@anon48036119 Thanks for kicking off the discussion.
I don’t see the point of it, you can just use alternative services like PeerTube if you don’t like YouTube
The described setup gives the obvious immediate benefit of putting the user in complete control of any data that the application needs in order to function. Under the Web420 architecture, Decentralized Web Apps (DWAs) communicate with each other via P2P WebRTC channels, and could share the data stored client-side with other connected users. For example, when the exchanged data is received from peers, it is added to the UI as part of a Feed for something like a Facebook or Twitter type app. Depending on a DWAs design choices, this data may be cached in the data store for displaying later, or just shown and held in memory while the tab is open, that’s up to the developers.
So, already, by using apps built on this tech, we have gained complete control of user data - there is no centralized data store, it’s not necessary.
That’s just the beginning of the benefits, here’s another:
The foundation and primary benefit of the DCNT protocol is that it removes the need for third-party signaling when connecting users. Sure, lots of apps out there today can facilitate a P2P WebRTC connection these days. But none of them can do it without a third party, often themselves. Signal, Telegram, Whatsapp, Discord, FB Messenger, blah blah blah. They all do the same shit. Everything is routed through their systems before a true P2P connection is born, if even at all. From a privacy perspective, the only difference between all of those services is how much data is collected in the process.
Why even give them the opportunity to handle your data at all? Fuck that noise.
The DCNT protocol removes the need for third parties when connecting users. This is revolutionary in this case, because it also “just works” with the rest of the Internet.
Now, regarding your specific example of PeerTube, which by the way I think is a really cool project.
First I will say, that the Web420 “ecosystem” or whatever, is not quite ready for distributed systems yet, either for storage of computing. This is not to say that it’s not possible, it is definitely possible - I simply haven’t had time to start building frameworks to accomplish these types of goals yet, meaning that anyone who wants to build this type of architecture is going to have to do it from nothing. Web apps are more than capable of this type of application, you can check out the WebTorrent project to get an idea of what’s possible, for example: GitHub - webtorrent/webtorrent: ⚡️ Streaming torrent client for the web. Peer5 (acquired by M$) also proved that this architecture is viable, though they did it in a commercial/paid service.
So that is possible and is coming in time, but as I mentioned above, for now my emphasis is on simpler more direct P2P applications like social networking, because I think I will be able to have more of an impact there, sooner.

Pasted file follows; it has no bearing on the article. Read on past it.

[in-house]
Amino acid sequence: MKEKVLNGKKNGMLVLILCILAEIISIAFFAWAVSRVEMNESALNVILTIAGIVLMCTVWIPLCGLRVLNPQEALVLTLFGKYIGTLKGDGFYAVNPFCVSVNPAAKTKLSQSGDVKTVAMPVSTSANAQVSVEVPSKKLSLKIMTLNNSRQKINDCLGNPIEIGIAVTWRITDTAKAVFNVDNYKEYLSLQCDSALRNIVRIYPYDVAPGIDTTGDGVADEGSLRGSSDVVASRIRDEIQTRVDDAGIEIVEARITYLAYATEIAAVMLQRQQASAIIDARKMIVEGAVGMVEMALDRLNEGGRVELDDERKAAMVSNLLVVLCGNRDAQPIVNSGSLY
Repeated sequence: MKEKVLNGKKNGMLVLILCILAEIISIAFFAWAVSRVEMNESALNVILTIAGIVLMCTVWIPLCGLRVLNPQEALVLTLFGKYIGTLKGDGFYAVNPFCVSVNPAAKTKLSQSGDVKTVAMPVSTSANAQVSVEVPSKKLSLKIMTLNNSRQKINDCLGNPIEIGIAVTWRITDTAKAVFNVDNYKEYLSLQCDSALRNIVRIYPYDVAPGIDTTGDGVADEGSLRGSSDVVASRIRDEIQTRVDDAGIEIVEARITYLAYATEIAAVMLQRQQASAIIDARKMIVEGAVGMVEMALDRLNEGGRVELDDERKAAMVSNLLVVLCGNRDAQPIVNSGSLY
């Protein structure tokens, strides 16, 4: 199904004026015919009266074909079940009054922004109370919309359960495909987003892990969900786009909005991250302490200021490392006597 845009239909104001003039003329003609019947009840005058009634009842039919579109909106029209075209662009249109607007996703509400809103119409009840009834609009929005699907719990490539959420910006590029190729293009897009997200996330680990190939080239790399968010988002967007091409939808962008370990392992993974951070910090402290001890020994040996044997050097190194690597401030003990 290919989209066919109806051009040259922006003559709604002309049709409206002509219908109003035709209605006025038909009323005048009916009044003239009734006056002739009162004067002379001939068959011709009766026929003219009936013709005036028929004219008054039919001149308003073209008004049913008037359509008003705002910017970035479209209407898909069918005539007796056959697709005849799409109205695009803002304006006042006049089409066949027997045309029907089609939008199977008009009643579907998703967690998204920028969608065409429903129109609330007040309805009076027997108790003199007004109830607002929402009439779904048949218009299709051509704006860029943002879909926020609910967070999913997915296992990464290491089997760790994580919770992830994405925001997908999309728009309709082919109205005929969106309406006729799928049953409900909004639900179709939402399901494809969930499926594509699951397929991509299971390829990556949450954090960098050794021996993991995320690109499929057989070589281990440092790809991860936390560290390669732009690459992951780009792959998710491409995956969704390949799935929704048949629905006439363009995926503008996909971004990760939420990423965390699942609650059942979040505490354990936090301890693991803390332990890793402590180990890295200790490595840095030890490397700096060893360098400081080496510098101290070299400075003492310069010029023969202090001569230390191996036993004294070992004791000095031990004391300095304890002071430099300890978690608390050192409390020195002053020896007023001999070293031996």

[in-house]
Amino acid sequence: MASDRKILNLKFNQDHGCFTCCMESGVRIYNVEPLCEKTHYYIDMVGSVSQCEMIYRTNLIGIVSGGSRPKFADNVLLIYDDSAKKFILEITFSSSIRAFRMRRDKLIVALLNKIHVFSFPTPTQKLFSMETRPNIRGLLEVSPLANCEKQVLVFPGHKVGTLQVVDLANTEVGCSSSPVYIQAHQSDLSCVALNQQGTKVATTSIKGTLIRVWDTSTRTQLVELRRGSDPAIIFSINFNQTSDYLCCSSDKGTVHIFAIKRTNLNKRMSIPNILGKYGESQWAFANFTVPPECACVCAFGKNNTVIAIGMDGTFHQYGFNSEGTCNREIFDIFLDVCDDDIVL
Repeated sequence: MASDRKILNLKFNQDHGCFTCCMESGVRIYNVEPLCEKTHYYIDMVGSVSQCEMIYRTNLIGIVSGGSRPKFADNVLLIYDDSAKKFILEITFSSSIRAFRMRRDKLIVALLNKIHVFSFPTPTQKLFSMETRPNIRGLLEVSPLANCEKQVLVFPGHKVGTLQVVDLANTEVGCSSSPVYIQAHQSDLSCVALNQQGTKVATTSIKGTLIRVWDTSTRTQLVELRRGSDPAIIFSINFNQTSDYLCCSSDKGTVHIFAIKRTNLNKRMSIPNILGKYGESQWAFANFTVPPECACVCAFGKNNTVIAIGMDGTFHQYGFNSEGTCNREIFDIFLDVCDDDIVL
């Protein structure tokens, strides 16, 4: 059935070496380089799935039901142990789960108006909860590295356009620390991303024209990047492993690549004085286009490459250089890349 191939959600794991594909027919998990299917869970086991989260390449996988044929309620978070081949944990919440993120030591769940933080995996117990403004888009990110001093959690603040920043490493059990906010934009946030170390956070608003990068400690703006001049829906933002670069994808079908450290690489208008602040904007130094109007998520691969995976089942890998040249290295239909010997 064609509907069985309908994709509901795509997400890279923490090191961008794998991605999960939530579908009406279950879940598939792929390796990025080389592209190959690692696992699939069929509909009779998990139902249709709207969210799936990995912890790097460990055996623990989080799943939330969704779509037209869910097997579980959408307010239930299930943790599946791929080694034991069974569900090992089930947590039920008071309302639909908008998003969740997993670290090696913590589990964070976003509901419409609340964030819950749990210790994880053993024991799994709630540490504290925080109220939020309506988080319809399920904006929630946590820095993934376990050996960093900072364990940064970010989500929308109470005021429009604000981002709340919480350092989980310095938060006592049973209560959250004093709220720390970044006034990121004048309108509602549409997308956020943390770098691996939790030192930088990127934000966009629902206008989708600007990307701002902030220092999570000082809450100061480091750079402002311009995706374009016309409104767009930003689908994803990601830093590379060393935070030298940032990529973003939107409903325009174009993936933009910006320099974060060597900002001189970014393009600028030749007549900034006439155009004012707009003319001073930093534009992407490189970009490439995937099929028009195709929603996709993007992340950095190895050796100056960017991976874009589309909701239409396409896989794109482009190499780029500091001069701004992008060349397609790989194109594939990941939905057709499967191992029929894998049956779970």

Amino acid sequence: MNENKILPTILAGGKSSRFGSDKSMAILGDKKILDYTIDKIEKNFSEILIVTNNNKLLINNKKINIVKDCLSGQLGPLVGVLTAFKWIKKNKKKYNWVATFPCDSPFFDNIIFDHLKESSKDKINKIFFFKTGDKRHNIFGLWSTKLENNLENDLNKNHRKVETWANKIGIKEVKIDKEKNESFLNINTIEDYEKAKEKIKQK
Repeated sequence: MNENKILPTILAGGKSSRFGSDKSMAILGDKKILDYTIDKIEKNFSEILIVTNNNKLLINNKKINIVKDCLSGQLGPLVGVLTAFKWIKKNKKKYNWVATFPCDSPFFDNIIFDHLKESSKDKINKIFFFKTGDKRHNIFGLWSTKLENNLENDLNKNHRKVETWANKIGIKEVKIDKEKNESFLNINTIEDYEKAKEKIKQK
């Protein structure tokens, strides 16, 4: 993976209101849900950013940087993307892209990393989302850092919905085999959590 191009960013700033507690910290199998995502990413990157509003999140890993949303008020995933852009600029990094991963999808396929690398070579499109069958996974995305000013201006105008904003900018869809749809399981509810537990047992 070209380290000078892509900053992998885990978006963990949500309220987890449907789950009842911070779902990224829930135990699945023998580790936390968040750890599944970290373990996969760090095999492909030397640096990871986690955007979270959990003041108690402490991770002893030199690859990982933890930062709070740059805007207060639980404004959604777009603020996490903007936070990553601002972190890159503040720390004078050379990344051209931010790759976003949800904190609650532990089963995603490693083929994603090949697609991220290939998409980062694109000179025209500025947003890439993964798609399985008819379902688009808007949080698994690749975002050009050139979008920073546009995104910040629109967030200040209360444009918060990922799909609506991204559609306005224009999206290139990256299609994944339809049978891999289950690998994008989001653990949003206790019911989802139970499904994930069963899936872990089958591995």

Also, when I mentioned live streaming in my previous post, I do not have a Youtube replacement in mind so much, as something that deals with more transient media, like Twitch. That will be easier to tackle earlier on, and without dealing with the challenge of long-term storage.
E2EE everything > Im not 100% sure what you mean with that but https already does that
self-hosted > thats how the internet works, everything is “self-hosted” by someone and everyone can host whatever they want
Technically you are correct, but it’s a bit disingenuous to say you’re “self-hosted” when using someone else’s hosted application, yes?
DeCent-Core puts the server on your device and makes it extremely easy to use. It’s self-hosted by the most obvious, direct definition.
Create versions of popular Big Tech services/products on decentralized p2p networks > PeerTube, Mastodon, Lemmy, … pure p2p doesn’t work, a lot of people still have a data cap so why would they waste it to also upload everything they consume and on mobile p2p is just a nightmare for the battery
The ideas that all P2P must be battery-intensive is a myth. Media, depends. Small amounts of data, with the connection managed by the browser? Naw. The whole stack works great on a budget Android phone so far. I can’t even tell it’s running outside of the persistent notification.
that require no infrastructure > where is everything stored? its not free and especially if you wanna store video its a lot of storage you need > torrents show the problem if you think that everything can just be stored by peers, old or unpopular things just die so they creator always needs to store everything if they want it to stay forever which means they need infrastructure
As I’ve mentioned already, this type of system is coming later.
and make them available for free, without any ads, tracking, or any creepy bullshit > hosting is not free and people wanna make money somehow, you should ask yourself why ads, tracking, … is even a thing
Haha YESH my dude! And here we arrive at the greatest point of all: on Web420 hosting is free!
DWAs can be installed locally and served up (locally) by the DCNT server. Hosting is free.
So there is no need for ads, tracking, no longer justification for any of those fuckeries.
Now a 13-year old dev making a React app in their bedroom can compete with Facebook.
Is it making more sense now?